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Author Topic: Externally mounted shower question  (Read 1243 times)
WEC4104
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« on: February 09, 2009, 05:51:56 PM »

One of the recent threads discusses finding potable water and has branched into some talk about tanks sizes.  I don't want to hyjack that one, so I am starting this as a new topic.

My question has to do with members who may have experience with externally mounted showers.  My bus has a normal indoor shower in the bathroom which drains to the gray tank.  But I have been considering supplimenting this with a hand held shower to be used outside.  My 4104 still has an operational emergency door in the rear and there a perfect spot underneath a false floor to store the coiled hose and hand held unit.

I recently reworked some of the internal plumbing lines and ran the cold and hot lines back to that area (capping them off for now).

I have three sons (ages 9-16) and an external shower could come in handy, especially at a beach or lake for rinsing off sand or mud.   I guess a full fledged shower (in a bathing suit) using a biodegradeable camping type soap, is a possibility also.

Anybody have this feature, and have any insight to share? Have you adjusted your tanks size or the water amount you carry?
« Last Edit: February 09, 2009, 05:54:04 PM by WEC4104 » Logged

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Tenor
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« Reply #1 on: February 09, 2009, 06:39:40 PM »

I've been thinking of putting one in my water bay.  Also thinking it would be useful after draining tanks, or working on the bus and not wanting to track stuff in. 

Glenn
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« Reply #2 on: February 09, 2009, 06:50:38 PM »

I have had 1 in the past on Newells and miss the feature on this coach and I am planning to install 1 they are nice for the grandkids and the swing out faucet is another nice feature in the water bay


David
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Sean
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« Reply #3 on: February 09, 2009, 11:15:56 PM »

I have one in one of the bays.  Actually, I'm using a bath/shower valve, with a diverter.  In the "normal" position, the outflow goes to a hose bib, and I use that mostly to wash up after dumping, or working on the bus.  When we need to use the shower head, we operate the diverter and, presto, outdoor shower.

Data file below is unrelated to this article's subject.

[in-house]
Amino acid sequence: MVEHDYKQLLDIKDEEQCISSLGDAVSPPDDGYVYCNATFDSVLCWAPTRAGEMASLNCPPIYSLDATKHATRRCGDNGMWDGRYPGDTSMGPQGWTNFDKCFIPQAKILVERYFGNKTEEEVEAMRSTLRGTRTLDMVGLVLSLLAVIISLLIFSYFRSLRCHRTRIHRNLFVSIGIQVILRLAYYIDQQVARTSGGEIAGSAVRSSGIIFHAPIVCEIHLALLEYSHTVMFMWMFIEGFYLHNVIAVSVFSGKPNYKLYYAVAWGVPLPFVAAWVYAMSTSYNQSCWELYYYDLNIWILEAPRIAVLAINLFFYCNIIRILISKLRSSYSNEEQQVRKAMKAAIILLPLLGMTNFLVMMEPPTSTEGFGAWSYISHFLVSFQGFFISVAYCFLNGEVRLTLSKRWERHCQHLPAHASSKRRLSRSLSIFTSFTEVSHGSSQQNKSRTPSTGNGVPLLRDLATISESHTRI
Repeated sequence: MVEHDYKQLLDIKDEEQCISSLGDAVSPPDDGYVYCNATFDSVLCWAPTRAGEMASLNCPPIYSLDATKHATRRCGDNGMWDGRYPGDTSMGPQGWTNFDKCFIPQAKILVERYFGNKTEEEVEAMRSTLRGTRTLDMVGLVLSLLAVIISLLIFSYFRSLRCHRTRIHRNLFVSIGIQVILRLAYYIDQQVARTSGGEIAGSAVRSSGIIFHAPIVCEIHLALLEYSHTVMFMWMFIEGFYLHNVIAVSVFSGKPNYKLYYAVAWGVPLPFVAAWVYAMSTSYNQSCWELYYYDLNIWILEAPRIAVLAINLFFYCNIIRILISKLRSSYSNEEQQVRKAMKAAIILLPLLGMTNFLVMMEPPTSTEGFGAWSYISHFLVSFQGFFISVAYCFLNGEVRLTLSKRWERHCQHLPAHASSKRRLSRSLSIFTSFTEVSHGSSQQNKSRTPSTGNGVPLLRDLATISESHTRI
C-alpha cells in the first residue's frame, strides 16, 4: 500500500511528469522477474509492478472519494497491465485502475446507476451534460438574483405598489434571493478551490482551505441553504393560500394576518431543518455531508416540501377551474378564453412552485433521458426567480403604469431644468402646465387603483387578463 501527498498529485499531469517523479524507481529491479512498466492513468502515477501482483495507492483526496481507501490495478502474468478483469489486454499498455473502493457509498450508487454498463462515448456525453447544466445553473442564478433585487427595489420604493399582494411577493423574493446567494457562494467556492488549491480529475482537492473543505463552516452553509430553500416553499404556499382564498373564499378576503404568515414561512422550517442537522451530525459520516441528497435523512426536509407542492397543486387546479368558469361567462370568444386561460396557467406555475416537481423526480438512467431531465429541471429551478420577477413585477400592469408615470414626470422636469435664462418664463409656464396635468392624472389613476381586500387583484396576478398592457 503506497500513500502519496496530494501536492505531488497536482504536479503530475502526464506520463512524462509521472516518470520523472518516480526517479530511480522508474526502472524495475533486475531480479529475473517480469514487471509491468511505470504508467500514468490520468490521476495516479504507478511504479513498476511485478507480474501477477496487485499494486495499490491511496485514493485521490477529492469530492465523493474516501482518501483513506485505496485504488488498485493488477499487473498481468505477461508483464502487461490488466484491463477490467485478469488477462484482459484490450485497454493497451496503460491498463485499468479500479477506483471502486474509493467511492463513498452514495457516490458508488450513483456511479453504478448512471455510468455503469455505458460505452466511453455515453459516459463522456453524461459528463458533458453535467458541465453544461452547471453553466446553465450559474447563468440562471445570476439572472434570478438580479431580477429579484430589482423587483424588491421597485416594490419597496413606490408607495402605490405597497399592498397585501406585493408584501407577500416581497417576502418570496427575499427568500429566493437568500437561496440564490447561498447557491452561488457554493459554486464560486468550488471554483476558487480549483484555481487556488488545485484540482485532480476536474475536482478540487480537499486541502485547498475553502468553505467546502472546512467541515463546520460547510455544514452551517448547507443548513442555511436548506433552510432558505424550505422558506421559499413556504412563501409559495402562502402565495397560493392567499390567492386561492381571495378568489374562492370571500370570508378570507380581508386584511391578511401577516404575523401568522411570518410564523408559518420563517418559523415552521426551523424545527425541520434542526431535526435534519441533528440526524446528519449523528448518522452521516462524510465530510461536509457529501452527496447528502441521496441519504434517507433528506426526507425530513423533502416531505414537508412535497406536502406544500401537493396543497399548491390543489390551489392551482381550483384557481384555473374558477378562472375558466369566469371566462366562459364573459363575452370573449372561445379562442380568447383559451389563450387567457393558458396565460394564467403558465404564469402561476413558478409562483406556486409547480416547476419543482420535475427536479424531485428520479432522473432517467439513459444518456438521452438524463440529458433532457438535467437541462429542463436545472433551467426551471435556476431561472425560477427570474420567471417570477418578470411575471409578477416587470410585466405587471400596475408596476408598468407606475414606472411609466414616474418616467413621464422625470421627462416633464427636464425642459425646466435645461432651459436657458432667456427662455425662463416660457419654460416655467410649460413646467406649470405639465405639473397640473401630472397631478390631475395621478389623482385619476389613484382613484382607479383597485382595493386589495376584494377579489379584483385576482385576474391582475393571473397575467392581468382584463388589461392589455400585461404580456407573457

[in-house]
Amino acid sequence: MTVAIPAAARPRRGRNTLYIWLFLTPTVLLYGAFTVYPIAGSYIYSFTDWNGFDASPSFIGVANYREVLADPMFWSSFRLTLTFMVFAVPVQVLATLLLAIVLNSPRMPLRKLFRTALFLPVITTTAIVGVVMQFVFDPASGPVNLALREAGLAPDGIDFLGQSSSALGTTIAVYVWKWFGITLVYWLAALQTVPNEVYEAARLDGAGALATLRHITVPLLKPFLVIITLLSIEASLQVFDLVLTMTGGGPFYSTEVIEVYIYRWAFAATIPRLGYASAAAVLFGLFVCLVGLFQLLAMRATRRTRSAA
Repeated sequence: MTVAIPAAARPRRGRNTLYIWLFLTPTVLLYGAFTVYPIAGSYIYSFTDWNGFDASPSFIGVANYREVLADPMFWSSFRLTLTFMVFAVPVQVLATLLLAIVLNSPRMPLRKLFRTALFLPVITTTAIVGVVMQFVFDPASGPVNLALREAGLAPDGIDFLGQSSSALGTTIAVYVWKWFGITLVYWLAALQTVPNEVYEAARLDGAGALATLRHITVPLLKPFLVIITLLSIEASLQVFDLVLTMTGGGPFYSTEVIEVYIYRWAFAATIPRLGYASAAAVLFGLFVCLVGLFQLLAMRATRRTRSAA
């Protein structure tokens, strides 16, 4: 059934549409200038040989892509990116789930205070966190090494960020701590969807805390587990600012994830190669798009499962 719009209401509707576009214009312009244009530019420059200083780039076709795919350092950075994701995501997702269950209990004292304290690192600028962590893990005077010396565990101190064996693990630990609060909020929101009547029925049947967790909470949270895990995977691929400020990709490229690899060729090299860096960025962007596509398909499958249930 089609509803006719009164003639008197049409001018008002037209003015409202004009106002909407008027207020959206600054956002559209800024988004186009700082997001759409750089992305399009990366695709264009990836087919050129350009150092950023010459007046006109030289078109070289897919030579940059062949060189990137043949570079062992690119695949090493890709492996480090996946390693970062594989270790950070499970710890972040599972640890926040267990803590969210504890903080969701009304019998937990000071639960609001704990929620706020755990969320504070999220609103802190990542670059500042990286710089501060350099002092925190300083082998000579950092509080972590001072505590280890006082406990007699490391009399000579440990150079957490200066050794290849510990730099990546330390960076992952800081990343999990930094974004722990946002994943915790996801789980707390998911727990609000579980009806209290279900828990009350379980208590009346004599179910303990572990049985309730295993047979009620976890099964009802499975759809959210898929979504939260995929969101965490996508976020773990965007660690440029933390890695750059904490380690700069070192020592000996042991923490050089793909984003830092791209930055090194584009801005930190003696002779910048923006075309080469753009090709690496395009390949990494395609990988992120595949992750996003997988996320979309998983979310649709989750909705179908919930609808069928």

I confess, though, that mostly we've used it to wash the dog.

-Sean
http://OurOdyssey.BlogSpot.com
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« Reply #4 on: February 10, 2009, 01:29:57 AM »

They are GREAT for letting the kids wash the sand off at the beach before getting back in the bus!  (And the kids love them!)
Jack
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« Reply #5 on: February 10, 2009, 02:25:04 PM »

I bought the external shower kit with mounting box from Camping World.  Although it is extremely cheap in construction, mostly use it as an external sink when at a campsite.  Also is nice for wash off after beach.  Mounting it inside the cargo compartments with a substantial fixture would be much nicer then the el cheapo door I have on the outside-but then again, I have a transit without big compartments.  Good Luck, TomC
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« Reply #6 on: February 10, 2009, 07:03:23 PM »

I thought about this for my grandkids but decided a hose does just as well, sure a lot simpler.
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WEC4104
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« Reply #7 on: February 10, 2009, 07:37:24 PM »

A good deal of our camping is at commercial campgrounds, so there is the usual faucet post several feet from the bus. An inexpensive "Y" fitting and a short hose gets me a simple foot rinsing station. 

The biggest benefit from the hand held shower is the availability of heated water. Unless the outside air temp is above 80F, or the age of a person is under 14, hitting them with a 62F water spray above the knees is going to wipe the smile right off their face.

It's funny, but when I am backpacking with the Boy Scouts, I have no problem with sleeping on a hard floored tent, washing in cold water, dealing with crude bathroom facilities, and other challenges. In fact, I kinda enjoy it.  But put me in my bus and I want CREATURE COMFORTS!


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« Reply #8 on: February 13, 2009, 09:55:06 AM »

Just happened to be looking through NFPA 1192 RV Standards (I know, not enough to do).
Anyway 4-6.6.3(c) An outside shower hose assembly shall have a vacuum breaker to preclude cross connection unless the extreme end of the assembly is more than 12" above the ground in its free hanging position.

FWIW
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